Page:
Reg Watt’s niece Rita used to do a wonderful job looking after her precious Uncle. She told me the post-TBC dinners she prepared for him were always special and every one unique! The actual time and timing was negotiable and the guest list uncertain! It could include fellow TBC members and great mates Fred R. from Ardglen or Ray B. from Aberdeen at very short – make that no notice! All were equally welcome and lavishly entertained! True gentleman Fred was always effusive in his apologies to his favourite sobriquet ‘Sis’ for turning up – yet again – unannounced! Those were indeed the days! The TBC cabal was an eclectic selection of high mountain men from east of Moonan, the Timor cabal, the Rouchel contingent, the Kars Springs cadre and the Bunnan brigade.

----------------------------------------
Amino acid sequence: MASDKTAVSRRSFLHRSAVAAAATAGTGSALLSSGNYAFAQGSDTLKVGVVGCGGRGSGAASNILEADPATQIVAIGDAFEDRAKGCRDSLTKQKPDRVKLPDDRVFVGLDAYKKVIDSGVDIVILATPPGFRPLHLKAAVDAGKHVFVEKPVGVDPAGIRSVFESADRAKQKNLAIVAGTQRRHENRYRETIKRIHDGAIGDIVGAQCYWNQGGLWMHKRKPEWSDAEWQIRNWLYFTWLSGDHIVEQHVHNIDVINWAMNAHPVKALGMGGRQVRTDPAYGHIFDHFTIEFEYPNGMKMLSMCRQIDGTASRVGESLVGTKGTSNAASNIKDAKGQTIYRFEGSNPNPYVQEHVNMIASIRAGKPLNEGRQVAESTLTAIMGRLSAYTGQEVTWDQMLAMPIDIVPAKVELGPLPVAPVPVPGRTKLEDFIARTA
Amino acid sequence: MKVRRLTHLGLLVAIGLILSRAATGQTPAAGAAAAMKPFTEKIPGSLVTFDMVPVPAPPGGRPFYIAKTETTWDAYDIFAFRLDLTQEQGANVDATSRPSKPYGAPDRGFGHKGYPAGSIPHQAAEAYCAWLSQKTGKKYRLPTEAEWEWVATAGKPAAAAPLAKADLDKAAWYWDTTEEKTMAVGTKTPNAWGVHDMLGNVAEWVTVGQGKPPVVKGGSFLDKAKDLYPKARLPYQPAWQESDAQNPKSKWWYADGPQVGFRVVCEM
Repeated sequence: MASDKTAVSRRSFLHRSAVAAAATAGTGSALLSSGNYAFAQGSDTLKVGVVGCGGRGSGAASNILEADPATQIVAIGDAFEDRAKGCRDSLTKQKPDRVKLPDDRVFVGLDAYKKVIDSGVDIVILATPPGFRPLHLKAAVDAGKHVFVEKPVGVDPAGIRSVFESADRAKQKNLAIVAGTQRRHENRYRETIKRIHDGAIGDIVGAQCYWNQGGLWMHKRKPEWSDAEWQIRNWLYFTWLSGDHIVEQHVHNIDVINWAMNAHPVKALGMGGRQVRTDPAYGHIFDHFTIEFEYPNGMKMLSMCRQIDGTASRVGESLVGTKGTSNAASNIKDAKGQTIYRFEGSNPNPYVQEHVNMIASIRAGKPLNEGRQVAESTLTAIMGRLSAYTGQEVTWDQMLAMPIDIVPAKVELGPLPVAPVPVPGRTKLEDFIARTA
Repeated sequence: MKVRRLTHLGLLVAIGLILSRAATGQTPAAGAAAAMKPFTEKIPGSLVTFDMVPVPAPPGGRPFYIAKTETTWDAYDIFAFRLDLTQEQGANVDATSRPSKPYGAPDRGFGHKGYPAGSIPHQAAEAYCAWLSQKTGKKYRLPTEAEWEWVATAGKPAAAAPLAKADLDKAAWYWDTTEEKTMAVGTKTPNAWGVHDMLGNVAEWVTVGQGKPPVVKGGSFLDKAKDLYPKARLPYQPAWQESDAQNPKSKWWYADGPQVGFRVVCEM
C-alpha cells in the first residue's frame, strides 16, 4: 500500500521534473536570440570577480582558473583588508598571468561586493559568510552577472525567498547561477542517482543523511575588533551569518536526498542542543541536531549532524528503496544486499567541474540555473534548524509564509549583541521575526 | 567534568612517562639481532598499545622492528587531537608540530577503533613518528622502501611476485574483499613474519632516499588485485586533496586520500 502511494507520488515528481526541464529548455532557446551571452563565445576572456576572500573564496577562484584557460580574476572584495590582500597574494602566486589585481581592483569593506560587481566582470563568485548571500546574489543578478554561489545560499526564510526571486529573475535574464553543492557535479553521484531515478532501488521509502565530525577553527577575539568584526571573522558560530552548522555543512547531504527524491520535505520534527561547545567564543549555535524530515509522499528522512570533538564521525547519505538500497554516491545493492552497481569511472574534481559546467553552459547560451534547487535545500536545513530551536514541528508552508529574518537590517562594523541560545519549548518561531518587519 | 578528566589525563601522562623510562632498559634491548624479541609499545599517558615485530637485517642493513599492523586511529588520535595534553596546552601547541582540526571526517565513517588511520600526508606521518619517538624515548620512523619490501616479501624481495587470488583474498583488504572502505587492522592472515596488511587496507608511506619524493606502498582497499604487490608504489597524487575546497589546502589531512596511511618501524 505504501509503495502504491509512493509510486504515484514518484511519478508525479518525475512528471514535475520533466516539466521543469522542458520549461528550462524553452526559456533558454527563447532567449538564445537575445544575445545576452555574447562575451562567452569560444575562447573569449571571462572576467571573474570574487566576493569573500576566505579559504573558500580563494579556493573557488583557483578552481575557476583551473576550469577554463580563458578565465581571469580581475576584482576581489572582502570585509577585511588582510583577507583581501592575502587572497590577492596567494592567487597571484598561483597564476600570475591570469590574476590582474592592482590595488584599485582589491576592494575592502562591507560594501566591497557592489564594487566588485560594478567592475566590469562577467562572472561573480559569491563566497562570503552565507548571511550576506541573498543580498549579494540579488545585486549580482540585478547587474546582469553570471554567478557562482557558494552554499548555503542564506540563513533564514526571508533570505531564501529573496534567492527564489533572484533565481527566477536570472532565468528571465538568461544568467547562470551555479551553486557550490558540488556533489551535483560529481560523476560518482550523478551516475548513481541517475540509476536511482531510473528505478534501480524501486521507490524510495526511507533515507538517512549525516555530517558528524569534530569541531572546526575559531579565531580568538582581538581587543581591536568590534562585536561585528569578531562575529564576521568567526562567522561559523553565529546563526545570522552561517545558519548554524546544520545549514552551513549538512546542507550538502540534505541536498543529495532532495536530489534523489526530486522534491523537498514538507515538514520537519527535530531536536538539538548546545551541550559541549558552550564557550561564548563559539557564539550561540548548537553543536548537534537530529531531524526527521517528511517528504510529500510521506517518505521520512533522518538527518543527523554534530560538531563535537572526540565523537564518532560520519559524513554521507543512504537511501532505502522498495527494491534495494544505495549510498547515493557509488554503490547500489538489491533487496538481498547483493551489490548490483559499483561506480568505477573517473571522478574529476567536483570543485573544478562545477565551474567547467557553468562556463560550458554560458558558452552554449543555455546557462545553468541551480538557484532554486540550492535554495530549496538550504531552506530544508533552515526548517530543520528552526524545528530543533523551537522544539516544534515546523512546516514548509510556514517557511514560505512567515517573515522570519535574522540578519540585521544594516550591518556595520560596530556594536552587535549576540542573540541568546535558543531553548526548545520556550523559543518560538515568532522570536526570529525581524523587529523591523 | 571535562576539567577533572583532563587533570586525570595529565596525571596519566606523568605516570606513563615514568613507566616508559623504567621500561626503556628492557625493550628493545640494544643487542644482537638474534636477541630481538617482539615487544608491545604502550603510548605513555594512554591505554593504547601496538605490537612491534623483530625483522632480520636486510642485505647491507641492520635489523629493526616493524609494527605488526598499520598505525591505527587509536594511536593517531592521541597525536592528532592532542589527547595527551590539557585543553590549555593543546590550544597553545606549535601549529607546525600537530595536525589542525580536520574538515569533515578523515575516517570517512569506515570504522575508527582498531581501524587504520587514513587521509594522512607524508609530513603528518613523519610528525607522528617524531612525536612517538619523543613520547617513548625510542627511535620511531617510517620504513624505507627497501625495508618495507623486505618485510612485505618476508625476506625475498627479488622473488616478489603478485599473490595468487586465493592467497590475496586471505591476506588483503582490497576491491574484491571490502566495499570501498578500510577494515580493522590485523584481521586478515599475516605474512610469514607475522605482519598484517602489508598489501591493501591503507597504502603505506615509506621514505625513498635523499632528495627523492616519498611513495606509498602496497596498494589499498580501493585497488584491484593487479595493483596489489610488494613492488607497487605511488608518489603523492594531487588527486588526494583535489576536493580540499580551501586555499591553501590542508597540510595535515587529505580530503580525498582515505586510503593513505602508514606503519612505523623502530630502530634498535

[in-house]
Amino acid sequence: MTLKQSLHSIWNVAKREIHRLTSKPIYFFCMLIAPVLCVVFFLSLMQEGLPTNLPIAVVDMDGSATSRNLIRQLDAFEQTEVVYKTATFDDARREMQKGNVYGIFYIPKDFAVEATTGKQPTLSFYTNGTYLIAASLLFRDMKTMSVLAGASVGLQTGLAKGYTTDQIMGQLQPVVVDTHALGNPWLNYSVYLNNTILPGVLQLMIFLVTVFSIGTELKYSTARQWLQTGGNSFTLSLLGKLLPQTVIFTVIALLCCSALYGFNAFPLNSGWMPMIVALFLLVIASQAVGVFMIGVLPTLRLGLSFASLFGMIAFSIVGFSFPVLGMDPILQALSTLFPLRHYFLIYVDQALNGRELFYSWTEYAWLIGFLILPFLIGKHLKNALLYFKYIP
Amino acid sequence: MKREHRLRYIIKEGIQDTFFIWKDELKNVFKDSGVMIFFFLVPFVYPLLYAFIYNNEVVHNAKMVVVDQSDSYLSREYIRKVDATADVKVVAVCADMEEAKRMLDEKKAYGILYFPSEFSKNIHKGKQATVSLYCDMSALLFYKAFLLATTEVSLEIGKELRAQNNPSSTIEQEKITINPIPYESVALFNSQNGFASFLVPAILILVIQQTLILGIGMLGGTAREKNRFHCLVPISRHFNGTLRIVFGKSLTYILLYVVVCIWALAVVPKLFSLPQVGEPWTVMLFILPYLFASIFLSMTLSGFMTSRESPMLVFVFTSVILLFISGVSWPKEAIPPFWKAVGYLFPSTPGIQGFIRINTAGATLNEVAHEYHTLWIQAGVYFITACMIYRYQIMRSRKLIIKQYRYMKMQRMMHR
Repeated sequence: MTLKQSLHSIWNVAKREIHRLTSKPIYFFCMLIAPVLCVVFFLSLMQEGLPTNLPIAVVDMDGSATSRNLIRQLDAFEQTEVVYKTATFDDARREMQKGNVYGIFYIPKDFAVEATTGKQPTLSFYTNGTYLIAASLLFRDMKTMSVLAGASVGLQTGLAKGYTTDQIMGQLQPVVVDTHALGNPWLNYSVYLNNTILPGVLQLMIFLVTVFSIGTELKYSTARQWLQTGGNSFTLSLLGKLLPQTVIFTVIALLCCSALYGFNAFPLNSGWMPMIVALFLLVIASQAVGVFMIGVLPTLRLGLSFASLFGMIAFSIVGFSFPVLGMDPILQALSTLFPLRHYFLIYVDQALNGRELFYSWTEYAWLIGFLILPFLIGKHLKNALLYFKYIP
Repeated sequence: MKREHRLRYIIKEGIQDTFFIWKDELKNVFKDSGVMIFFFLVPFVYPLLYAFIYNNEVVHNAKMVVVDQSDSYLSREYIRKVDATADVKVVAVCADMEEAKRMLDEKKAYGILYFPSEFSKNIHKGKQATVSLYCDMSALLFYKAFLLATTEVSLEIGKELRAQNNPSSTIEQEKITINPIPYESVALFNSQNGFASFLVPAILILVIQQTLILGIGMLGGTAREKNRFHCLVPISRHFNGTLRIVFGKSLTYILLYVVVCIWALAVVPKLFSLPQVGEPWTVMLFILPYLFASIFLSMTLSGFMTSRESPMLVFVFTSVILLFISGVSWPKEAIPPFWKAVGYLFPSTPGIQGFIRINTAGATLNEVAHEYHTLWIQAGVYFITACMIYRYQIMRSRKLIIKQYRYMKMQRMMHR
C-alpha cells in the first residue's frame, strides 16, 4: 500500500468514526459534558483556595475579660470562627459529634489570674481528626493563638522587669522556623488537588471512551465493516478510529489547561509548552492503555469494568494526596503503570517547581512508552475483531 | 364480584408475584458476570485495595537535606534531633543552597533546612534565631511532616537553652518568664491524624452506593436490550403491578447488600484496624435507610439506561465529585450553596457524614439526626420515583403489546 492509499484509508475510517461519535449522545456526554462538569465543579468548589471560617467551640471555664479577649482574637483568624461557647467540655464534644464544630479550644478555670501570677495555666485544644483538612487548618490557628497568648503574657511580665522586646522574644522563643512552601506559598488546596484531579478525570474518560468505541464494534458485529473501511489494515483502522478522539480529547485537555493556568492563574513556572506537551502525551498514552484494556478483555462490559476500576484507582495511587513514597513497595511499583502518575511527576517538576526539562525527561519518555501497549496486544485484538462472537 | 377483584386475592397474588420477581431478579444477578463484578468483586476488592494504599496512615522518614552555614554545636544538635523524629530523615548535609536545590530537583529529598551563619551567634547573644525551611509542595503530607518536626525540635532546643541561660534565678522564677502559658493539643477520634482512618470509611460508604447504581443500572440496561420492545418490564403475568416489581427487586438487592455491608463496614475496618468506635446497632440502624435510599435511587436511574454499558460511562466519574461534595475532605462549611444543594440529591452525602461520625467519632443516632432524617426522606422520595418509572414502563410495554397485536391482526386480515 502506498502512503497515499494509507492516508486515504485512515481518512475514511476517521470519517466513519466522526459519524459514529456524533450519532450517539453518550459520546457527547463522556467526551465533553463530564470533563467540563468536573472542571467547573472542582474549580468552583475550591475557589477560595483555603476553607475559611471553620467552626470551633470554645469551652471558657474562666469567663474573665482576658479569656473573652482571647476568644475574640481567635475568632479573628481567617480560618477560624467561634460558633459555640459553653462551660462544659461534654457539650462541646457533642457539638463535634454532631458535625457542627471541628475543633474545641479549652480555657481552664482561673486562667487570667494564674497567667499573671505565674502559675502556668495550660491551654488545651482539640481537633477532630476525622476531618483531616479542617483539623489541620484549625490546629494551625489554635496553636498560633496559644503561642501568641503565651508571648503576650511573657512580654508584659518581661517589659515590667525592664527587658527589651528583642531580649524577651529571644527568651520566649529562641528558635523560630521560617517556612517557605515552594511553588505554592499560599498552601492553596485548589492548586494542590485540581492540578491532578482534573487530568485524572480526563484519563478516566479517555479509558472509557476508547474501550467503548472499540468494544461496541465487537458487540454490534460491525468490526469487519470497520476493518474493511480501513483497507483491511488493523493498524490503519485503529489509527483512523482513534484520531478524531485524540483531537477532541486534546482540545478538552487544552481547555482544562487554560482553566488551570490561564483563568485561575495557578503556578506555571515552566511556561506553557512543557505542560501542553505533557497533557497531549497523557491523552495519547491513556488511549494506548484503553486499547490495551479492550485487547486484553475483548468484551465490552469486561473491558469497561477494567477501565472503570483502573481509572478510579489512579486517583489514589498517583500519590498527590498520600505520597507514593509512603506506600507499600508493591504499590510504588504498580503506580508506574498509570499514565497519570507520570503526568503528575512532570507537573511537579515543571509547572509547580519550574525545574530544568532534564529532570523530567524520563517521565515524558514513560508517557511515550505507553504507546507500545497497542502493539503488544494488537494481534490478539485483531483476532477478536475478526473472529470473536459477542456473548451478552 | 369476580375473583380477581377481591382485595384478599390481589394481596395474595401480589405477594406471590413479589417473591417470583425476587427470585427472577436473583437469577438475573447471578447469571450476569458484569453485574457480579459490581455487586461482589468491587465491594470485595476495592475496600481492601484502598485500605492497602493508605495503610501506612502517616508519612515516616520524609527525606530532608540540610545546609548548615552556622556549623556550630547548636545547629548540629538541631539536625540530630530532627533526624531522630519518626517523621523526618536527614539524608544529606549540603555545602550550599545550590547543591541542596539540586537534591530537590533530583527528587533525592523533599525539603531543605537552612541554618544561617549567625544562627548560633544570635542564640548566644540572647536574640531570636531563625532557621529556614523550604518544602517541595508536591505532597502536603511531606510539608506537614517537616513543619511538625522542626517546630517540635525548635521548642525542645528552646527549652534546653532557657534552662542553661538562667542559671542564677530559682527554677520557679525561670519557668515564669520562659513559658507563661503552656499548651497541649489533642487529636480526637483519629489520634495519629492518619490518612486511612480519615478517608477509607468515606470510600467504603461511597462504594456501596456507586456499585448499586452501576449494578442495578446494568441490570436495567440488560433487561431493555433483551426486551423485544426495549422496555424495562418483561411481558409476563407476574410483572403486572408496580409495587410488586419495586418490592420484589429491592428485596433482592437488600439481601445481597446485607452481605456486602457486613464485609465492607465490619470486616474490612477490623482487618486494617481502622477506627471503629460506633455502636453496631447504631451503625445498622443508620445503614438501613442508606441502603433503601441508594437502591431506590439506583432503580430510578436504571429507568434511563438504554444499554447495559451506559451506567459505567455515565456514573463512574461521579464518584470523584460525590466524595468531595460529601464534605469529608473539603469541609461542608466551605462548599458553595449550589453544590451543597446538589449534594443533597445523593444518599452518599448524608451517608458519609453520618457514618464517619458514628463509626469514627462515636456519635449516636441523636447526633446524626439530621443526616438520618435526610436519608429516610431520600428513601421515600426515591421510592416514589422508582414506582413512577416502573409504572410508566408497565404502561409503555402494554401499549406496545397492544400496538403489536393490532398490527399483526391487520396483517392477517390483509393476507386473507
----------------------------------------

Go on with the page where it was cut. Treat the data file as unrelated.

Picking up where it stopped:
“Inside men” including local farmers, business men and most of the agents made up the total cache. Following a suitable “quarantine” incubation period a few “outsiders” were occasionally permitted to join the TBC ranks! The author was one in this category! There was Norm, Roy Mac and the ‘Little White Bull’. Tiger, Tom, Tim, Regis, Paul and Bill were there most days and old George from the sale yards. Tom and Paul et al. from Dalgety’s contributed a regular contingent being closely adjacent to the choice watering hole. Don’s garage was a convenient excuse for some to drop by and pretend to be otherwise engaged at Don’s party. The ‘Galloping Major’ (Imp.) added an exotic dimension in the TBC’s declining years. Discerning contemplation of the very self-evident exquisite lactation potential of fellow countrywoman and ‘hostess’, bar maid Sheila might have formed part of the attraction there! There was a subliminal aura of general convivial appreciation of the female pectoral area pervading the TBC! There were a few dairy farmers. They had a very good eye and knew their selection criteria! ‘Gentleman Jim’ was definitely not on his ‘Pat Malone’!